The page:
Pope's "silence" over Tibet criticized
(dpa) - Commentators in Italy have criticized what they say is the failure of Pope Benedict XVI to express concern for the violence in Tibet.
"At (Sunday's) Angelus Benedict opted to speak about Iraq and remain silent on Tibet," Turin-based daily La Stampa said Monday referring to the pontiff's appeal for peace in Iraq during his traditional Sunday address to the faithful in St Peter's square.
"It is a silence that has made noise... forcing the Holy See to justify itself with a reasoning that betrays its embarrassment," La Stampa said in an article signed by the newspaper's Vatican specialist, Giacomo Galeazzi.
The Vatican has yet to make an official statement on the Tibet violence, and Galeazzi and other commentators have pointed out the pontiff does not always use the Angelus to comment on topical issues.
But Italian news reports have quoted unidentified Holy See officials as saying that the absence of an envoy in China - the Vatican does have diplomatic ties with Beijing - and the lack of a Vatican-recognized Catholic community in that country means "no first-hand information" exists on events in Tibet.
Still, critics of the Vatican's stance say that news of the Chinese authorities violent crackdown on independence-seeking Tibetan demonstrators has been widely reported by several Catholic news agencies, including Misna and Asianews.
"It is ridiculous to justify the lack of a public appeal by citing the absence of a Nunzio (a Vatican ambassador) or Church sources," Misna's director Venanzio Milani, was quoted as saying by La Stampa.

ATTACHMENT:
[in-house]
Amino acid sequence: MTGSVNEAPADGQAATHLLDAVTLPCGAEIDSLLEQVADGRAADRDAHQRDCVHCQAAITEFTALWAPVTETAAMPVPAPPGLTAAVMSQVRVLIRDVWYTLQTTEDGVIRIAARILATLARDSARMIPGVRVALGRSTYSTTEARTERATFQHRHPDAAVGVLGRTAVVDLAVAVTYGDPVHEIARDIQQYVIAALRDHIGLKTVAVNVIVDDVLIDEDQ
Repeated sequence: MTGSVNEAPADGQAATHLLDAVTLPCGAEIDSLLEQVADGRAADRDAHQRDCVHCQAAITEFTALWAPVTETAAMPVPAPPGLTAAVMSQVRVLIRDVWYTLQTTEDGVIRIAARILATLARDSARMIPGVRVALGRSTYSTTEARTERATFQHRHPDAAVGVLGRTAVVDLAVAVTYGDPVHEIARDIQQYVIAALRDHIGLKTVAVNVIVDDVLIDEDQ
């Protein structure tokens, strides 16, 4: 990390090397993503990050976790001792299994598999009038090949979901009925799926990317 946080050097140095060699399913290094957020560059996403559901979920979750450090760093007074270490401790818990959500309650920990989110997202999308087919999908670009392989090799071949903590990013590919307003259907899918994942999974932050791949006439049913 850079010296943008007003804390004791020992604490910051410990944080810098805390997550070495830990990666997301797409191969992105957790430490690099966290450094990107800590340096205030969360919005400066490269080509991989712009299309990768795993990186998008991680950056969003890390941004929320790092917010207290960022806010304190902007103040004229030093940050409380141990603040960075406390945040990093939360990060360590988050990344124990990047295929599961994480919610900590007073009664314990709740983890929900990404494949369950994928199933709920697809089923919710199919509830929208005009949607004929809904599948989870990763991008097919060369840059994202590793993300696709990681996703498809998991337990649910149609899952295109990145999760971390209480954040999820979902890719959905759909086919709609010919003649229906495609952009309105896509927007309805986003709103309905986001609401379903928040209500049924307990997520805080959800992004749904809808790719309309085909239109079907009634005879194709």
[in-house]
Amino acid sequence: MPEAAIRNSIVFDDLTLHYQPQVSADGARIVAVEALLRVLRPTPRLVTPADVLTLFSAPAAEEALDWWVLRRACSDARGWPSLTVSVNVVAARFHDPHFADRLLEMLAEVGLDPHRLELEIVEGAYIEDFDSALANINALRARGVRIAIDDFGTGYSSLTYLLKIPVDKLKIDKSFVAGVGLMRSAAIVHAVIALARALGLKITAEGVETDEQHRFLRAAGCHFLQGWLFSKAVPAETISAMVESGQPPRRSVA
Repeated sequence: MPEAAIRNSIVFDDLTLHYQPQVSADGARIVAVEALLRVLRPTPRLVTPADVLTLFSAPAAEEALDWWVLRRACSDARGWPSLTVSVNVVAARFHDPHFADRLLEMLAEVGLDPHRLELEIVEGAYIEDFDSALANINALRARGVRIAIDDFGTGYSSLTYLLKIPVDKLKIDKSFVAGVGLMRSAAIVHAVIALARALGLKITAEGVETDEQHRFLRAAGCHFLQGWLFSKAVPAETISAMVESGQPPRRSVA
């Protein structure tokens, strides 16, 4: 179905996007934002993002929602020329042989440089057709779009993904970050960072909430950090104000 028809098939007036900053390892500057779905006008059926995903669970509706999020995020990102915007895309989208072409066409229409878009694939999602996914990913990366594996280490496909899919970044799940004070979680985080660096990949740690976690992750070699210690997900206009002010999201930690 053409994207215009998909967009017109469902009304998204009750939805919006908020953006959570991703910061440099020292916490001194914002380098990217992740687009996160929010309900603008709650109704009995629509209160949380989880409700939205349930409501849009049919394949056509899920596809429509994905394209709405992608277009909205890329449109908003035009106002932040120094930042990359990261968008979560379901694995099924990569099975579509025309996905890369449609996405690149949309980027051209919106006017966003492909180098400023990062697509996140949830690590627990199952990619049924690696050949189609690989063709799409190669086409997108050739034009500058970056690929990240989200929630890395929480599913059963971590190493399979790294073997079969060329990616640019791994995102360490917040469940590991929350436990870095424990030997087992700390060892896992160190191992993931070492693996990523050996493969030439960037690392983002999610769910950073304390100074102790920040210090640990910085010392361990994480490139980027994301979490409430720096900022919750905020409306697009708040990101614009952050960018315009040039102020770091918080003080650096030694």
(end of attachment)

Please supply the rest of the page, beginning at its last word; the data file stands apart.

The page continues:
Some suspect the Vatican's is reluctant to speak out against the actions of the Chinese authorities for fear of jeopardizing steadily improving relations with Beijing,
"He (Benedict) is trying not to irritate Beijing in exchange for freedom to lead the Church in China," said a commentator on Radio Radicale, a broadcaster linked to the Transnational Radical Party a group which campaigns for human rights in China.
The Vatican and Beijing have been at odds since the 1950s when the Communist authorities set up the Patriotic Catholic Association and retained the right to appoint its bishops.
China's tiny Catholic minority, estimated to number between 8 to 12 million is currently split between those who belong to the Patriotic Association and those who follow the "underground" church loyal to the pope.
Benedict has made improving ties with Beijing a major goal of his pontificate, and last year sent a letter to China's Catholics in which he called for dialogue with the Chinese authorities.
Since then Beijing has appointed at least two Vatican-approved bishops to the official church.